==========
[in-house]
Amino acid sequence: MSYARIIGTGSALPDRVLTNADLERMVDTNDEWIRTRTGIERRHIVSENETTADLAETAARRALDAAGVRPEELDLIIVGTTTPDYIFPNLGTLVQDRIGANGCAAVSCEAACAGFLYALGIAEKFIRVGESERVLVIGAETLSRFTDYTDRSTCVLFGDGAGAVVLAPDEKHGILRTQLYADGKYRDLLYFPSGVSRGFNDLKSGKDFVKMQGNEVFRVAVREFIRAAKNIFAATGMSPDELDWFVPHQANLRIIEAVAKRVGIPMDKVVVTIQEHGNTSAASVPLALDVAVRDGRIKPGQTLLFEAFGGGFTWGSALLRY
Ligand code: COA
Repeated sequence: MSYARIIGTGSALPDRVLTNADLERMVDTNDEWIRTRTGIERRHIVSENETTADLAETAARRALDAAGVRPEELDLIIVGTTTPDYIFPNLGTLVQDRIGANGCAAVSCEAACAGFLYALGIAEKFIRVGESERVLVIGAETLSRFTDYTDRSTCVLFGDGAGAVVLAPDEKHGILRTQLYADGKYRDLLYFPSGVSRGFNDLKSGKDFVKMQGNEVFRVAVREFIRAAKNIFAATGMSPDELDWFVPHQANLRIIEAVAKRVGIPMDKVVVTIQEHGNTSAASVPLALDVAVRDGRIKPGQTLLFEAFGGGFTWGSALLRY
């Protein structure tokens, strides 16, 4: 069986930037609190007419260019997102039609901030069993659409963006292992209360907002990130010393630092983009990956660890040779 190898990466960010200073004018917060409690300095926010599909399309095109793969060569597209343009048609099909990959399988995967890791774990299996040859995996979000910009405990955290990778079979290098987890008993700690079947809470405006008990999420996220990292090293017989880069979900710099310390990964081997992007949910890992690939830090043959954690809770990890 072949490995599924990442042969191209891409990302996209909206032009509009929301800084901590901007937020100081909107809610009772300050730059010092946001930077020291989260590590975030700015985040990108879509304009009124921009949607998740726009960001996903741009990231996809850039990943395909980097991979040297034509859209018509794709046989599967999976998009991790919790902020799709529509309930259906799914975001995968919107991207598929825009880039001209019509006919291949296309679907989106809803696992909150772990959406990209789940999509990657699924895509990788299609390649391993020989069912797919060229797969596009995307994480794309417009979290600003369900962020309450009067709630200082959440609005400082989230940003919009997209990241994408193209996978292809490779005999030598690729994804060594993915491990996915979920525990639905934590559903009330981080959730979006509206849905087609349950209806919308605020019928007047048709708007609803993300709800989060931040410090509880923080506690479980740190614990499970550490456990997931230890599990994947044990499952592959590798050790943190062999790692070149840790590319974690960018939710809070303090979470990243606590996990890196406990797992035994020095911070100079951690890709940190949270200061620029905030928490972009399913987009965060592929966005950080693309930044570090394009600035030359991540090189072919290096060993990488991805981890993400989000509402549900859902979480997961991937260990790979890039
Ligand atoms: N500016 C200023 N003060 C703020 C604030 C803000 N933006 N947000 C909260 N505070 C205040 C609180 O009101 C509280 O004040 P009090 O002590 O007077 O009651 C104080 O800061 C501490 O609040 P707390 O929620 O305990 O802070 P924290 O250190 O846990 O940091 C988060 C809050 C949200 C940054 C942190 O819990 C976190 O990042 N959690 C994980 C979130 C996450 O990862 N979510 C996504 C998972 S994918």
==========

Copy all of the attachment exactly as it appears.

[in-house]
Amino acid sequence: MSYARIIGTGSALPDRVLTNADLERMVDTNDEWIRTRTGIERRHIVSENETTADLAETAARRALDAAGVRPEELDLIIVGTTTPDYIFPNLGTLVQDRIGANGCAAVSCEAACAGFLYALGIAEKFIRVGESERVLVIGAETLSRFTDYTDRSTCVLFGDGAGAVVLAPDEKHGILRTQLYADGKYRDLLYFPSGVSRGFNDLKSGKDFVKMQGNEVFRVAVREFIRAAKNIFAATGMSPDELDWFVPHQANLRIIEAVAKRVGIPMDKVVVTIQEHGNTSAASVPLALDVAVRDGRIKPGQTLLFEAFGGGFTWGSALLRY
Ligand code: COA
Repeated sequence: MSYARIIGTGSALPDRVLTNADLERMVDTNDEWIRTRTGIERRHIVSENETTADLAETAARRALDAAGVRPEELDLIIVGTTTPDYIFPNLGTLVQDRIGANGCAAVSCEAACAGFLYALGIAEKFIRVGESERVLVIGAETLSRFTDYTDRSTCVLFGDGAGAVVLAPDEKHGILRTQLYADGKYRDLLYFPSGVSRGFNDLKSGKDFVKMQGNEVFRVAVREFIRAAKNIFAATGMSPDELDWFVPHQANLRIIEAVAKRVGIPMDKVVVTIQEHGNTSAASVPLALDVAVRDGRIKPGQTLLFEAFGGGFTWGSALLRY
């Protein structure tokens, strides 16, 4: 069986930037609190007419260019997102039609901030069993659409963006292992209360907002990130010393630092983009990956660890040779 190898990466960010200073004018917060409690300095926010599909399309095109793969060569597209343009048609099909990959399988995967890791774990299996040859995996979000910009405990955290990778079979290098987890008993700690079947809470405006008990999420996220990292090293017989880069979900710099310390990964081997992007949910890992690939830090043959954690809770990890 072949490995599924990442042969191209891409990302996209909206032009509009929301800084901590901007937020100081909107809610009772300050730059010092946001930077020291989260590590975030700015985040990108879509304009009124921009949607998740726009960001996903741009990231996809850039990943395909980097991979040297034509859209018509794709046989599967999976998009991790919790902020799709529509309930259906799914975001995968919107991207598929825009880039001209019509006919291949296309679907989106809803696992909150772990959406990209789940999509990657699924895509990788299609390649391993020989069912797919060229797969596009995307994480794309417009979290600003369900962020309450009067709630200082959440609005400082989230940003919009997209990241994408193209996978292809490779005999030598690729994804060594993915491990996915979920525990639905934590559903009330981080959730979006509206849905087609349950209806919308605020019928007047048709708007609803993300709800989060931040410090509880923080506690479980740190614990499970550490456990997931230890599990994947044990499952592959590798050790943190062999790692070149840790590319974690960018939710809070303090979470990243606590996990890196406990797992035994020095911070100079951690890709940190949270200061620029905030928490972009399913987009965060592929966005950080693309930044570090394009600035030359991540090189072919290096060993990488991805981890993400989000509402549900859902979480997961991937260990790979890039
Ligand atoms: N500016 C200023 N003060 C703020 C604030 C803000 N933006 N947000 C909260 N505070 C205040 C609180 O009101 C509280 O004040 P009090 O002590 O007077 O009651 C104080 O800061 C501490 O609040 P707390 O929620 O305990 O802070 P924290 O250190 O846990 O940091 C988060 C809050 C949200 C940054 C942190 O819990 C976190 O990042 N959690 C994980 C979130 C996450 O990862 N979510 C996504 C998972 S994918």